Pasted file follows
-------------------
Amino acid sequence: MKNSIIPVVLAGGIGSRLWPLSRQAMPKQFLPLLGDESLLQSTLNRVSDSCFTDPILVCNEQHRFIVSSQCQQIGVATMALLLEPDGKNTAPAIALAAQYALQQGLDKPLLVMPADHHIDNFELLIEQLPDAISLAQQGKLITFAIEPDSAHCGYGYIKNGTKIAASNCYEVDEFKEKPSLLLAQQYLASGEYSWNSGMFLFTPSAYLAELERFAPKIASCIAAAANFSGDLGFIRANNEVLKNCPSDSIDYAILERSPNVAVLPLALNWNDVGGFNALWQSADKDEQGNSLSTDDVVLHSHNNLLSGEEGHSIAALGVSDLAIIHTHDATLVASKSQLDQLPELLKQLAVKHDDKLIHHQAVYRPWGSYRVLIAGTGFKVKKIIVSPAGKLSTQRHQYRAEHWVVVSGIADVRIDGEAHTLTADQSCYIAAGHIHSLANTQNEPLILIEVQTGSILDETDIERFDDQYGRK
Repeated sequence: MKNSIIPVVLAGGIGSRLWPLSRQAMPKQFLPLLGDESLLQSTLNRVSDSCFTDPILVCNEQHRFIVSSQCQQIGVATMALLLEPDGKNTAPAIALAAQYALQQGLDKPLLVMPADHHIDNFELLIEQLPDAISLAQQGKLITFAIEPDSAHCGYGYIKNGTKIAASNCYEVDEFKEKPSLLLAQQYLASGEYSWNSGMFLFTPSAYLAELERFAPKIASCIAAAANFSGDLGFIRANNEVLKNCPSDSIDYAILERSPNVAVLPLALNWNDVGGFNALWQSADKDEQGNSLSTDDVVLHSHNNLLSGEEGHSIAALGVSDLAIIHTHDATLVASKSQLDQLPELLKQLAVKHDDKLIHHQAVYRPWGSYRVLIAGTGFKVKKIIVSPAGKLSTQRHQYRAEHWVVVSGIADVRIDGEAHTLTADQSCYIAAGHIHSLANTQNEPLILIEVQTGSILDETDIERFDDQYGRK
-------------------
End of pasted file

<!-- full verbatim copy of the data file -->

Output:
Amino acid sequence: MKNSIIPVVLAGGIGSRLWPLSRQAMPKQFLPLLGDESLLQSTLNRVSDSCFTDPILVCNEQHRFIVSSQCQQIGVATMALLLEPDGKNTAPAIALAAQYALQQGLDKPLLVMPADHHIDNFELLIEQLPDAISLAQQGKLITFAIEPDSAHCGYGYIKNGTKIAASNCYEVDEFKEKPSLLLAQQYLASGEYSWNSGMFLFTPSAYLAELERFAPKIASCIAAAANFSGDLGFIRANNEVLKNCPSDSIDYAILERSPNVAVLPLALNWNDVGGFNALWQSADKDEQGNSLSTDDVVLHSHNNLLSGEEGHSIAALGVSDLAIIHTHDATLVASKSQLDQLPELLKQLAVKHDDKLIHHQAVYRPWGSYRVLIAGTGFKVKKIIVSPAGKLSTQRHQYRAEHWVVVSGIADVRIDGEAHTLTADQSCYIAAGHIHSLANTQNEPLILIEVQTGSILDETDIERFDDQYGRK
Repeated sequence: MKNSIIPVVLAGGIGSRLWPLSRQAMPKQFLPLLGDESLLQSTLNRVSDSCFTDPILVCNEQHRFIVSSQCQQIGVATMALLLEPDGKNTAPAIALAAQYALQQGLDKPLLVMPADHHIDNFELLIEQLPDAISLAQQGKLITFAIEPDSAHCGYGYIKNGTKIAASNCYEVDEFKEKPSLLLAQQYLASGEYSWNSGMFLFTPSAYLAELERFAPKIASCIAAAANFSGDLGFIRANNEVLKNCPSDSIDYAILERSPNVAVLPLALNWNDVGGFNALWQSADKDEQGNSLSTDDVVLHSHNNLLSGEEGHSIAALGVSDLAIIHTHDATLVASKSQLDQLPELLKQLAVKHDDKLIHHQAVYRPWGSYRVLIAGTGFKVKKIIVSPAGKLSTQRHQYRAEHWVVVSGIADVRIDGEAHTLTADQSCYIAAGHIHSLANTQNEPLILIEVQTGSILDETDIERFDDQYGRK